Perhaps what’s missing in such a saturated semiosphere is space, territory for the signs to spread themselves out against, to smear themselves over, context against which they can shimmer and make themselves felt in a way that enters into their observers’ life-worlds surrounded by a spaciousness that renders them legible, meaningful, assimilable. For those who live outside the internet, for instance, and outside of the global economy, what we do here (online) may be just noise — just as they barely register here. Perhaps the first step to finding alien in/ex/telligence may be to step out of our own electronic umwelt and into one of those places where the world’s other humanity lives (as Bob Neuwirth does in Shadow Cities and Mike Davis in Planet of Slums). Or to step, with Brian Goodwin and Jesper Hoffmeyer (or one of Thoreau’s better descendants) into nature.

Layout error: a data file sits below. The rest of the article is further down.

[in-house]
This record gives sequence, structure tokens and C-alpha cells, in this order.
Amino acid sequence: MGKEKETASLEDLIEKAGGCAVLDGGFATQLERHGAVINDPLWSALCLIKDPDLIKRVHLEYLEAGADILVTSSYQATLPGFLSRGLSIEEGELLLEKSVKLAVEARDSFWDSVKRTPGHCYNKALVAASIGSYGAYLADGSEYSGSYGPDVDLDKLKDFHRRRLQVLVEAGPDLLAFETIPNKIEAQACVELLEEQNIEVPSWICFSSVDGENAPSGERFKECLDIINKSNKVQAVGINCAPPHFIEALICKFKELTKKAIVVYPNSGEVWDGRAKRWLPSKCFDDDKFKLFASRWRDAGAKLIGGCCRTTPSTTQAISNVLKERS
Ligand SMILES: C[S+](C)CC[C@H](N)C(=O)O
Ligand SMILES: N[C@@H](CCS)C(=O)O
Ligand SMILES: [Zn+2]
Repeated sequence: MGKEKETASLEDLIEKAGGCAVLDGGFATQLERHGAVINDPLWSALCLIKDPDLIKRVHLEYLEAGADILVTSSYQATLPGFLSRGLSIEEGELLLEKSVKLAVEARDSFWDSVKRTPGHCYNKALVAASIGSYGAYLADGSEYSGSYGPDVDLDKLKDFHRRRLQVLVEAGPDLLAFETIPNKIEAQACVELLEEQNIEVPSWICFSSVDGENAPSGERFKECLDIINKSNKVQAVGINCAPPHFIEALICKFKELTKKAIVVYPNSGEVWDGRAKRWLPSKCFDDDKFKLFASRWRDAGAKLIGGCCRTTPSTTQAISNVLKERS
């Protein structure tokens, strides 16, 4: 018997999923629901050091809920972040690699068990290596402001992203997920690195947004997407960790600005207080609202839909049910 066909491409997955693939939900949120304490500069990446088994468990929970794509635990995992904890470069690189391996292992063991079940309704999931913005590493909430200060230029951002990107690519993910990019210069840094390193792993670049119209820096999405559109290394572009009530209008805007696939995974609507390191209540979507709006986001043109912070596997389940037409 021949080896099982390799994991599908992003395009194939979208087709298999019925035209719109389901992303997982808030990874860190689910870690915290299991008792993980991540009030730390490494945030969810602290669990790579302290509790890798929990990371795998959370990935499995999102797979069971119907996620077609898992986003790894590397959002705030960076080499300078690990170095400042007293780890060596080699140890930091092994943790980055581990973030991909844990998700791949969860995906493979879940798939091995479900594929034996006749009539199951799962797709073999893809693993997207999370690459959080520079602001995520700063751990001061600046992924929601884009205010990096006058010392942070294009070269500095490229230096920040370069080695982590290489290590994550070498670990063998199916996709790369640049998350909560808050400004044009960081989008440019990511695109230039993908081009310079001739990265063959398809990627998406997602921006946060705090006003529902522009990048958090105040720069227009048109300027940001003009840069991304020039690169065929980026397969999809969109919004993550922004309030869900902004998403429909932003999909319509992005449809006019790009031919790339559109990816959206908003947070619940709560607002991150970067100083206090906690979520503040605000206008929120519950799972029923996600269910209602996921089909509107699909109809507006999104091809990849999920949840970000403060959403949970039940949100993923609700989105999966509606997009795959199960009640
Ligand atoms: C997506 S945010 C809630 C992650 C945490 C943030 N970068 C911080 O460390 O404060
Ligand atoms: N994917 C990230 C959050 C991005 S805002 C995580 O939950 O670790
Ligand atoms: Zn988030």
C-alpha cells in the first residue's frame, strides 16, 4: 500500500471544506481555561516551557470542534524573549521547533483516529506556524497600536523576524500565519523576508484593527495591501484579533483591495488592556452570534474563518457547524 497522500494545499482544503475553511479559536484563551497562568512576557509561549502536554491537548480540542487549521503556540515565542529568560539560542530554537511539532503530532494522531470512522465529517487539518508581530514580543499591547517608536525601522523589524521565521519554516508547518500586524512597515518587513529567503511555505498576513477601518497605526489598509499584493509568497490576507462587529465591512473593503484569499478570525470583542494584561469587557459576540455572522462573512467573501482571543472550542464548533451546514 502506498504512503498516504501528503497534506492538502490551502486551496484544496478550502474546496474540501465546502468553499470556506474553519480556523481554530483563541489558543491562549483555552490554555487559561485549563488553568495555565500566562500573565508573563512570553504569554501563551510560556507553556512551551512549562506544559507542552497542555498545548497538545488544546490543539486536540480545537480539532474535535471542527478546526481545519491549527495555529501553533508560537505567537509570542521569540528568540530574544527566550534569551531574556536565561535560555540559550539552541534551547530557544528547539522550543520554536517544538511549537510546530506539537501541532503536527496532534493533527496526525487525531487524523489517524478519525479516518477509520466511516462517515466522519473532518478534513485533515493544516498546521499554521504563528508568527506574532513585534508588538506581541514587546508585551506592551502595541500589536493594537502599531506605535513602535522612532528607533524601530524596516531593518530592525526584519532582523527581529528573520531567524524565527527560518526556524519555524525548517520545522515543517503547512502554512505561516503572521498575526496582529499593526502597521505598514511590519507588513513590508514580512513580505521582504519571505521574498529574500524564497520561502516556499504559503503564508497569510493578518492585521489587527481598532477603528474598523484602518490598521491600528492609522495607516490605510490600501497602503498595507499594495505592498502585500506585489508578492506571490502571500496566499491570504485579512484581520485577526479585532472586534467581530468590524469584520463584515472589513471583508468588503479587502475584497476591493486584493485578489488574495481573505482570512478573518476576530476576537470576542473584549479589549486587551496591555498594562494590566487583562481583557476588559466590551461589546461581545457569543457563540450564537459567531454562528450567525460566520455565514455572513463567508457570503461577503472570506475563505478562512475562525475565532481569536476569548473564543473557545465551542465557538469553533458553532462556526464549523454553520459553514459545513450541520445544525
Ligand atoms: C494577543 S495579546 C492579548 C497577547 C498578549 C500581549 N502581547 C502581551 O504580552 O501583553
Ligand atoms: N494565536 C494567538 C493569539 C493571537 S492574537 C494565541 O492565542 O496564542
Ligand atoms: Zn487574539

And then there are these big quaking signs that come along, all too often these days (as in Chile this morning), that bring all these things (the other humanity, the shadow nature) together in one fell swoop, in one signal transmission. Big signs seeking big interpretants. Leaving big tears in their wake.

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What does this alienness, this altarity, mean? What do signs like these indicate? Have we even begun to make sense of our very own shadow biosphere?